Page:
@poVoq said in What do you think? Use only Lomiri as poweruser?:

    You can have a locked down system with lots technical imperfect workarounds that by default assume that developers are malicious and users somewhat stupid.

    This is nonsense. Please stop with projecting your own opinions on others and using such demeaning language. It has nothing to do with such assumptions. It's just rude, and your assumptions do nothing to help anyone.

    @poVoq said in What do you think? Use only Lomiri as poweruser?:

    These app permission questions in such systems are really only a smokescreen to hide the glaring security issues with that model and to push responsibility to the users (who usually just presses "ok" on everything anyways).

    Again, please stop with these assumptions of yours that users can't be informed by the system, and make proper decisions when they are properly informed. If you can't cite specific security issues that exist in Ubuntu Touch regarding the app confinement implementation, I'd suggest you not make such wild and unfounded claims. You are simply ranting in a way to try and force others to share your view.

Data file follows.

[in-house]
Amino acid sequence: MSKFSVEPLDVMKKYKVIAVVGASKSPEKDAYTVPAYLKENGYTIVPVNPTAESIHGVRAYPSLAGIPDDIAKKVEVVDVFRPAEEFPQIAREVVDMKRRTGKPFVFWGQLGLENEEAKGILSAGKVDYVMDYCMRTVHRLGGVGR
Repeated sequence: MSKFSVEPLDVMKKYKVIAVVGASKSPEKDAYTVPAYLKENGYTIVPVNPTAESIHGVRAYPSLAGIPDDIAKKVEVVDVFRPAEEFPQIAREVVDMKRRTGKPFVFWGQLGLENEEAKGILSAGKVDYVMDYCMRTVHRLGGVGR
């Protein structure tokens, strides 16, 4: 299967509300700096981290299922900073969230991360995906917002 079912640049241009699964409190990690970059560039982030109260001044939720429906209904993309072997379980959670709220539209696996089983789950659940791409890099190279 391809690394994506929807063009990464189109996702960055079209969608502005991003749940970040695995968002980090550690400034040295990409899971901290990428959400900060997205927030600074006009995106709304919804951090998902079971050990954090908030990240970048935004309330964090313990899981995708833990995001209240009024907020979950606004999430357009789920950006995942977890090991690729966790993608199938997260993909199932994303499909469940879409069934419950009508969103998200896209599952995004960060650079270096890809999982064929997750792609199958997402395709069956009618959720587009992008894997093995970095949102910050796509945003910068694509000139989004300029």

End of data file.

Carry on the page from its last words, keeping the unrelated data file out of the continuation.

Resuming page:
@poVoq said in What do you think? Use only Lomiri as poweruser?:

    And then you have the idea that can be found in traditional Linux distributions of not (solely) depending on technical solutions and assuming your users are competent enough that they don't actively break the chain of trust. This is the tried and true method in the server world and also what is used for example for system updates in iOS or Windows. It also gives more agency to the user instead of artificially limiting what the user can do (incl. being somewhat stupid).

    Yet more unfounded ranting. No, this is not how traditional Linux systems work. One does not have "more agency" there, simply because of apt or rpm. iOS is nothing like traditional Linux. The security model of Ubuntu Touch is actually based on how iOS works, not Android.